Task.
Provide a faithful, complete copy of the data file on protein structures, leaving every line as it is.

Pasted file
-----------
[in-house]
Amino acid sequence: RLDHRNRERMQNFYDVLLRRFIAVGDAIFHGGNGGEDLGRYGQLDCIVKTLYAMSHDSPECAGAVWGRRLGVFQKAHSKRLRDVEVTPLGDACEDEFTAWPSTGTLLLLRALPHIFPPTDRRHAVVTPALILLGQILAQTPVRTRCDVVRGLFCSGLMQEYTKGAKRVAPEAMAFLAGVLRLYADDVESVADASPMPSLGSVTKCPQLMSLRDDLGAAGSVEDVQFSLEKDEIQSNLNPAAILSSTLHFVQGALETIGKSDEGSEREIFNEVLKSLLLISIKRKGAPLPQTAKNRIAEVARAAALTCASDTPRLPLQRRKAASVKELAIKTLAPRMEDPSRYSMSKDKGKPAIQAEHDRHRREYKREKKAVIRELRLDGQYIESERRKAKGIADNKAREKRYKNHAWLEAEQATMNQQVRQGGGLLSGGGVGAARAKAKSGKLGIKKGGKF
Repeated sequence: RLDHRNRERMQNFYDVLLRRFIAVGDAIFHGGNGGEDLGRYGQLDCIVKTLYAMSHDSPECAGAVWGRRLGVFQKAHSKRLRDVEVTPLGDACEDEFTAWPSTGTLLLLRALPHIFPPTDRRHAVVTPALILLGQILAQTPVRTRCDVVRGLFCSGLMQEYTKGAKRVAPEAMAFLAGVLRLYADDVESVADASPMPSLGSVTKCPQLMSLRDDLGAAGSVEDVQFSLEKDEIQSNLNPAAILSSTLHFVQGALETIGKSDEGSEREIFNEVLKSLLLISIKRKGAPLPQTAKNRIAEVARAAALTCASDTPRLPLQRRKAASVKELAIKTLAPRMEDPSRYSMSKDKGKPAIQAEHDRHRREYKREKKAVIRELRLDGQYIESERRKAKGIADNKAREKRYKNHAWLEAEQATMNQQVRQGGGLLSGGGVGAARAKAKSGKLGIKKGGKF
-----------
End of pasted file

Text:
[in-house]
Amino acid sequence: RLDHRNRERMQNFYDVLLRRFIAVGDAIFHGGNGGEDLGRYGQLDCIVKTLYAMSHDSPECAGAVWGRRLGVFQKAHSKRLRDVEVTPLGDACEDEFTAWPSTGTLLLLRALPHIFPPTDRRHAVVTPALILLGQILAQTPVRTRCDVVRGLFCSGLMQEYTKGAKRVAPEAMAFLAGVLRLYADDVESVADASPMPSLGSVTKCPQLMSLRDDLGAAGSVEDVQFSLEKDEIQSNLNPAAILSSTLHFVQGALETIGKSDEGSEREIFNEVLKSLLLISIKRKGAPLPQTAKNRIAEVARAAALTCASDTPRLPLQRRKAASVKELAIKTLAPRMEDPSRYSMSKDKGKPAIQAEHDRHRREYKREKKAVIRELRLDGQYIESERRKAKGIADNKAREKRYKNHAWLEAEQATMNQQVRQGGGLLSGGGVGAARAKAKSGKLGIKKGGKF
Repeated sequence: RLDHRNRERMQNFYDVLLRRFIAVGDAIFHGGNGGEDLGRYGQLDCIVKTLYAMSHDSPECAGAVWGRRLGVFQKAHSKRLRDVEVTPLGDACEDEFTAWPSTGTLLLLRALPHIFPPTDRRHAVVTPALILLGQILAQTPVRTRCDVVRGLFCSGLMQEYTKGAKRVAPEAMAFLAGVLRLYADDVESVADASPMPSLGSVTKCPQLMSLRDDLGAAGSVEDVQFSLEKDEIQSNLNPAAILSSTLHFVQGALETIGKSDEGSEREIFNEVLKSLLLISIKRKGAPLPQTAKNRIAEVARAAALTCASDTPRLPLQRRKAASVKELAIKTLAPRMEDPSRYSMSKDKGKPAIQAEHDRHRREYKREKKAVIRELRLDGQYIESERRKAKGIADNKAREKRYKNHAWLEAEQATMNQQVRQGGGLLSGGGVGAARAKAKSGKLGIKKGGKF